Composer and Sound artist
* Nov. 27th, 1952 ☨ Dec. 28th, 2013
Dr. John Dack, London
An Obituary on Joachim Krebs
the german version was published by "Neue Zeitschrift für Musik"(NZfM), may 2014
In his poem ‘Horae Canonicae’ the English poet W.H.Auden wrote the following lines:
You need not see what someone is doing
to know if it is his vocation,
you only have to watch his eyes:
You only had to watch the eyes of Joachim Krebs to know his vocation: he was a composer and he was a sound artist. For him these became one vocation. Each informed the other to produce a multi-faceted practice that was more, much more, than any single activity. But in watching an artist’s eyes we should also remember that behind a real vocation is a rich and complex personal history.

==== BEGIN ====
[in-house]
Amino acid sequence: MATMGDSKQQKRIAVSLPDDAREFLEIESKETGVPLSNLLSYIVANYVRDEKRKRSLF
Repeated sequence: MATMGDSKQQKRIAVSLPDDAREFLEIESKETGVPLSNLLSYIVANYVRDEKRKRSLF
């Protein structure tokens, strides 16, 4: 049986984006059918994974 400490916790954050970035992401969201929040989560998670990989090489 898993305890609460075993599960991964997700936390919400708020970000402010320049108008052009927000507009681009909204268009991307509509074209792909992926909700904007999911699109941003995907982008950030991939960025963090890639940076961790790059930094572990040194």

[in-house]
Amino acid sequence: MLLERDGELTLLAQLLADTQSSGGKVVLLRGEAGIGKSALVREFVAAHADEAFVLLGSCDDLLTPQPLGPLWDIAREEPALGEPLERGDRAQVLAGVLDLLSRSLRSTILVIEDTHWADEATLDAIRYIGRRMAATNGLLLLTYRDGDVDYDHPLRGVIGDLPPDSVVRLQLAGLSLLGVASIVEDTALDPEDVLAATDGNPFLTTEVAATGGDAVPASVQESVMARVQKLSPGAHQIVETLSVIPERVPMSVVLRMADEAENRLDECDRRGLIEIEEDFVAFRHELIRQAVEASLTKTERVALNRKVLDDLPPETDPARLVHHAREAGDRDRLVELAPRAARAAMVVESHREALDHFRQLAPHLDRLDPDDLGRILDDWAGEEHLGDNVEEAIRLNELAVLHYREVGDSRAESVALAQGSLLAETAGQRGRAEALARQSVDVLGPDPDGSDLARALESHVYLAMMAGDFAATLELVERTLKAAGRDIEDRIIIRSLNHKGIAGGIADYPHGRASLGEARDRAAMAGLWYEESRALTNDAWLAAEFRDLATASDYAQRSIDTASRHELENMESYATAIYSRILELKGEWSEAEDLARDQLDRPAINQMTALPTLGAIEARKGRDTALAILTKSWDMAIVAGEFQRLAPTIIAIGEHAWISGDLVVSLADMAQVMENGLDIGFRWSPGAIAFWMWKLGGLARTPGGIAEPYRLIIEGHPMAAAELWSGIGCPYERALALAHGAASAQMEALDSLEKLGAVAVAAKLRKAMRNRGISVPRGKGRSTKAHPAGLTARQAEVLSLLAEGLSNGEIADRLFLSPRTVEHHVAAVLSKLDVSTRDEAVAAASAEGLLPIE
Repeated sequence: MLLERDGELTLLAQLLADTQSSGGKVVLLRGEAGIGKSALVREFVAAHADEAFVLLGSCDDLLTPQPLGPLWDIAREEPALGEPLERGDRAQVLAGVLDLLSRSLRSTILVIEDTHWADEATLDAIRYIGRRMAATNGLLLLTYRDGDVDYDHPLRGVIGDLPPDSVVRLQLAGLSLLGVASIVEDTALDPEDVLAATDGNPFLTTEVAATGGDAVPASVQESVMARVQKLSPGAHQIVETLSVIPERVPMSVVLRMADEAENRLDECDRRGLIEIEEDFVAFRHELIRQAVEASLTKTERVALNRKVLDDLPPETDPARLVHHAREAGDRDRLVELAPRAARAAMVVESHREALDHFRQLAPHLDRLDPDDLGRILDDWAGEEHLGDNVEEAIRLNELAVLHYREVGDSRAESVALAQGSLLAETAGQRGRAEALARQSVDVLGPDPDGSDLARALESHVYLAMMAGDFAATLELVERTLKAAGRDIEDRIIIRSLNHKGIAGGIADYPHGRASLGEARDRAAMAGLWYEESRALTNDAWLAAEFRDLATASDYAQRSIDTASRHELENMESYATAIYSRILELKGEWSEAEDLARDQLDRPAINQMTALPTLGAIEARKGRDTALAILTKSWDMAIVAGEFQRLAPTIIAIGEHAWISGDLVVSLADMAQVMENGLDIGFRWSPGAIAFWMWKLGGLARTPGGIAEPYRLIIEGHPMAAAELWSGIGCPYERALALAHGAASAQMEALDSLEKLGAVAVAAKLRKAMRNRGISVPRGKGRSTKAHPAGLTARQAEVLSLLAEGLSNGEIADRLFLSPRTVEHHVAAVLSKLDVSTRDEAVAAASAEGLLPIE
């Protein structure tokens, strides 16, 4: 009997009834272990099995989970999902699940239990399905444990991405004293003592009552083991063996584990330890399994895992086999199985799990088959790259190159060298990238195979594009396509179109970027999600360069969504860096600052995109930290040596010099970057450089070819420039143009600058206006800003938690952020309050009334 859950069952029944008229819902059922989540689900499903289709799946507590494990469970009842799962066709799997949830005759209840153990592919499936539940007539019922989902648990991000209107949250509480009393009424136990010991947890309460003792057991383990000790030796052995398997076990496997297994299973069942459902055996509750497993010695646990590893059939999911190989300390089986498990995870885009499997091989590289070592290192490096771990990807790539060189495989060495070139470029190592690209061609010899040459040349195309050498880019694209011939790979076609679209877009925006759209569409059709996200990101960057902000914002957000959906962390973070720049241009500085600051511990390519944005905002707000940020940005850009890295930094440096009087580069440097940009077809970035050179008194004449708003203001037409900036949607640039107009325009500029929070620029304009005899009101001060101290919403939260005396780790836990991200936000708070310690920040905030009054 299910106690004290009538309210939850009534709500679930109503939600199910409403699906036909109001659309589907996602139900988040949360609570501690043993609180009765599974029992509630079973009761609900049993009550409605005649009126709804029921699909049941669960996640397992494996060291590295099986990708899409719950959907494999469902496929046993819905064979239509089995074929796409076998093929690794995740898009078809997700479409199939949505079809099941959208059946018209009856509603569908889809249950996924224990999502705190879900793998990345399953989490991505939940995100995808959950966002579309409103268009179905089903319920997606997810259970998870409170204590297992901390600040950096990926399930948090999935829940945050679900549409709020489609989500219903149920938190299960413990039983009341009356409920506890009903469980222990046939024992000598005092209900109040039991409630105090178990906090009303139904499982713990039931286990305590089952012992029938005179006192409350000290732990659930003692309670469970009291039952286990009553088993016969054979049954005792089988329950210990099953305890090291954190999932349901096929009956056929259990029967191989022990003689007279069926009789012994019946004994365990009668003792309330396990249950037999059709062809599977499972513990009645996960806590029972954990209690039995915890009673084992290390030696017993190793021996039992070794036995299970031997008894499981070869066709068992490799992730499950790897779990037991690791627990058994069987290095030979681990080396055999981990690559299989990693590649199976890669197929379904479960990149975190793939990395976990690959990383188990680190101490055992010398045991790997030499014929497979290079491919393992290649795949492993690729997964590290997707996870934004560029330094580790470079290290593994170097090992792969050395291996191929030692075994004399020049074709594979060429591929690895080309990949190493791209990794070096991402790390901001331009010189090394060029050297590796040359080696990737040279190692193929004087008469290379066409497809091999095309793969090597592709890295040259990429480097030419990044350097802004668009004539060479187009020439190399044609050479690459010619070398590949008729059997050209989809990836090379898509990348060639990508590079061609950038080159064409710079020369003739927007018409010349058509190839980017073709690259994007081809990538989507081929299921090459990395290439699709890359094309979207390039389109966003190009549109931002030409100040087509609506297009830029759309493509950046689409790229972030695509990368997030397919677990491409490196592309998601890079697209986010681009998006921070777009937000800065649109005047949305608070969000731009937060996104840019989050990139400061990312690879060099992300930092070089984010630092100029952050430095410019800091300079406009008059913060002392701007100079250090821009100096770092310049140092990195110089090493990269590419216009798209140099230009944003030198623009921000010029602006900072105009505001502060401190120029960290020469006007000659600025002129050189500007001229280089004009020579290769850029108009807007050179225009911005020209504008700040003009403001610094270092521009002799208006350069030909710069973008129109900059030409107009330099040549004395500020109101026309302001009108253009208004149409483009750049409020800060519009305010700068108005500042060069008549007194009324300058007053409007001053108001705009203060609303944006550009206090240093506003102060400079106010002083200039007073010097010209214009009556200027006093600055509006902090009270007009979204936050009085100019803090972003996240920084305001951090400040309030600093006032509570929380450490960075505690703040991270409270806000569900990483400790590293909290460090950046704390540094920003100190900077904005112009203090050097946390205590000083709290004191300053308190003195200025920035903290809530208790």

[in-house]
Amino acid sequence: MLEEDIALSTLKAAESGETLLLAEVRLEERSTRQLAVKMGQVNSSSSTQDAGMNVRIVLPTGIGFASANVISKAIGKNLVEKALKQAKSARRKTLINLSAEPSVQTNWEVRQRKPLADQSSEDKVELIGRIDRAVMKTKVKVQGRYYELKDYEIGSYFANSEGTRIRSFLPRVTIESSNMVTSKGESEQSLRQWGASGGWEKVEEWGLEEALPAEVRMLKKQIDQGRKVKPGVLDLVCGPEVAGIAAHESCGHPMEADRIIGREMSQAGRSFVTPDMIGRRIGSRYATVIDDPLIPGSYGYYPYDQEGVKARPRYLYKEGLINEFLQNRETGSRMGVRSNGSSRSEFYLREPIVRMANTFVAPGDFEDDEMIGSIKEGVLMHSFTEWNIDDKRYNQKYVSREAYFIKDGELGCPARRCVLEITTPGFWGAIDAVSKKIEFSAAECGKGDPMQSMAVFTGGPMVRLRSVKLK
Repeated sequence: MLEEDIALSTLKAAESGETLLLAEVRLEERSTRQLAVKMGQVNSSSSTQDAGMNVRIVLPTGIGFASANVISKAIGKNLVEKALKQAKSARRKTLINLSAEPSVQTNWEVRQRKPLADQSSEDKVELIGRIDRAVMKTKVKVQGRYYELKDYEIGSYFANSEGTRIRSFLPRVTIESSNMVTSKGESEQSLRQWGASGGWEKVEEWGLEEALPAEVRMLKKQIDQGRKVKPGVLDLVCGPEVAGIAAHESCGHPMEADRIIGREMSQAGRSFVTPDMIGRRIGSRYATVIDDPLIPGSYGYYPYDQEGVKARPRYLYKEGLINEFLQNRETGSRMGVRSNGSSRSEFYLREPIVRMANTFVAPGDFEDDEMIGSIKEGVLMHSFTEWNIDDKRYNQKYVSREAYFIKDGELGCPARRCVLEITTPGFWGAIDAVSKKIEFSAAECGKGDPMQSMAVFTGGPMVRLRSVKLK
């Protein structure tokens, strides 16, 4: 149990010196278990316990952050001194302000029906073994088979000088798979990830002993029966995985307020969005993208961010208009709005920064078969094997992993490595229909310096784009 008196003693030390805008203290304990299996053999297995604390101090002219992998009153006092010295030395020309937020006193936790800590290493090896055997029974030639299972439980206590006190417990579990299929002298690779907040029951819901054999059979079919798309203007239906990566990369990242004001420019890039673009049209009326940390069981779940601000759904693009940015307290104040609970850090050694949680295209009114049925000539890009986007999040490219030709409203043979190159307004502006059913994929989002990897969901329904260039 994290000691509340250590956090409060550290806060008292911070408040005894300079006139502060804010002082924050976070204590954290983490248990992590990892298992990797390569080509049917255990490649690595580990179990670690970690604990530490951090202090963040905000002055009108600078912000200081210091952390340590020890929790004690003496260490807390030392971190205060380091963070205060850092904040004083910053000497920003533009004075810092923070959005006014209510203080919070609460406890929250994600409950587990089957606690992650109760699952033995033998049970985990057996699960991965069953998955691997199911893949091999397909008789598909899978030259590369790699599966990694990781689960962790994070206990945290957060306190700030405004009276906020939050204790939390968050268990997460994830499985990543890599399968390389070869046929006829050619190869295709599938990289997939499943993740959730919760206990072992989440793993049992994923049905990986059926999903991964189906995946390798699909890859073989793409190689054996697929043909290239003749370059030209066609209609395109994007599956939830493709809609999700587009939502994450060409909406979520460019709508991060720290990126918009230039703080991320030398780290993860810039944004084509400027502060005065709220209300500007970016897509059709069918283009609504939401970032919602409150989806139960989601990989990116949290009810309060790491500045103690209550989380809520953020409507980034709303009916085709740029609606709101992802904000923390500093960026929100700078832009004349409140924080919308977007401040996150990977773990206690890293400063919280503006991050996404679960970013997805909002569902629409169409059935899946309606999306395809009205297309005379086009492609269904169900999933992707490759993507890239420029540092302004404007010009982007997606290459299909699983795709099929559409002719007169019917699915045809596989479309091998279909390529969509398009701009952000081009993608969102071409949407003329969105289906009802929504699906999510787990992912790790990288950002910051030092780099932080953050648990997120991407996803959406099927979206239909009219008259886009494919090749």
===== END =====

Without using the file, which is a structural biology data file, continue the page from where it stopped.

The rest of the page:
Cautious is needed in claiming that characteristics of an artist’s mature development can be detected in early works. Artistic outputs are seldom so regular or so easily classifiable. In the late 1960s Joachim was a member of the experimental rock/theatre group Checkpoint Charlie. Joachim and I were almost the same age and, despite our different backgrounds and different countries, we realized during many conversations that we shared common, adolescent memories. We both knew that many young rock musicians expressed youthful, idealistic enthusiasm rather than real political awareness. Consequently, is the term ‘experimental’ inappropriate when applied to a rock group when rock music’s material can easily revert to a language based on harmonic and rhythmic clichés? The answer is ‘no’. For Joachim ‘experimental’ was indeed an accurate description of Checkpoint Charlie’s ethos. The 1960s were, of course, times when political reality – particularly in Germany – led to forms of social engagement through all genres of music. The connection was inescapable. Today, the name Checkpoint Charlie might be remembered merely as a crossing point between a divided city. For Joachim and others it was surely a symbol that demanded constant reinterpretation in order to remember what the barriers and dreary buildings (which I remember well) represented: the violent collision between two ideologies and the realization that the world did not always present a unified, easily grasped truth. Moreover, two threads from these times continued to run through his subsequent work. First, Joachim’s early experiments with tape recorders confirmed the role of technology as a means of exploring and bringing to the fore the hidden world of sound and nature. Second, a concern for social engagement can be identified which, for Joachim, also led to a highly developed sense of ecological awareness. These aspects of his work merit closer examination.